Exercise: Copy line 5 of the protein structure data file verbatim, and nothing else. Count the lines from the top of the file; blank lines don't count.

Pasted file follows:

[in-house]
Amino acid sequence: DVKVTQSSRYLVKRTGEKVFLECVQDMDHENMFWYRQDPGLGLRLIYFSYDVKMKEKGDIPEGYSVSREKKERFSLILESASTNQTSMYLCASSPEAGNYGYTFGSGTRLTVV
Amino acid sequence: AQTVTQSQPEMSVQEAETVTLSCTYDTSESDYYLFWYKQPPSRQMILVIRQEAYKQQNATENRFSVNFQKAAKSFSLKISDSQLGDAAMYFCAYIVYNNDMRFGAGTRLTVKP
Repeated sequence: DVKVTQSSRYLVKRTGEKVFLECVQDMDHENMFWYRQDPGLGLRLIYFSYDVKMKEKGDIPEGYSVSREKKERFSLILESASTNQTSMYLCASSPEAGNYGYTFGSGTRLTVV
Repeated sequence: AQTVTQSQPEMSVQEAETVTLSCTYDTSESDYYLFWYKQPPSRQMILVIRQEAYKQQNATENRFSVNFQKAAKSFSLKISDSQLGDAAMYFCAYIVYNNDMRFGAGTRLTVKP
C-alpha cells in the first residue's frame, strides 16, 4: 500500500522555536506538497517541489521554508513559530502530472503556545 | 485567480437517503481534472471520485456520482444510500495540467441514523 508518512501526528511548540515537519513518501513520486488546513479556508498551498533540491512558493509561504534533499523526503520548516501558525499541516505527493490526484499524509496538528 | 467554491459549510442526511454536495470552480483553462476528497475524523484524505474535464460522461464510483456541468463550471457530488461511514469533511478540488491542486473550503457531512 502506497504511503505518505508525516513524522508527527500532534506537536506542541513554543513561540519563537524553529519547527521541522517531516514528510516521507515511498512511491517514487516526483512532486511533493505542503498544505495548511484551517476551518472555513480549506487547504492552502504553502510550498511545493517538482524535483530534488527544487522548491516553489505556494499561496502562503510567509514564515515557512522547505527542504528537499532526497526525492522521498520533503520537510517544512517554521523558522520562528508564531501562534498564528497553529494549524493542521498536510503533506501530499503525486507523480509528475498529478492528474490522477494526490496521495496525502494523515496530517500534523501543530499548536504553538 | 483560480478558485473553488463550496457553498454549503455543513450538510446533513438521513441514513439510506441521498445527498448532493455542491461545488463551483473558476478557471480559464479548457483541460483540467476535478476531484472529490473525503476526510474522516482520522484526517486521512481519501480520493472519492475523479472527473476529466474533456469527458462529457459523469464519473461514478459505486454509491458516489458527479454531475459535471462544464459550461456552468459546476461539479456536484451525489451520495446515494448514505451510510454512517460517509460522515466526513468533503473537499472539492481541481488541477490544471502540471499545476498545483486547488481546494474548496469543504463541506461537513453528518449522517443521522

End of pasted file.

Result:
Repeated sequence: AQTVTQSQPEMSVQEAETVTLSCTYDTSESDYYLFWYKQPPSRQMILVIRQEAYKQQNATENRFSVNFQKAAKSFSLKISDSQLGDAAMYFCAYIVYNNDMRFGAGTRLTVKP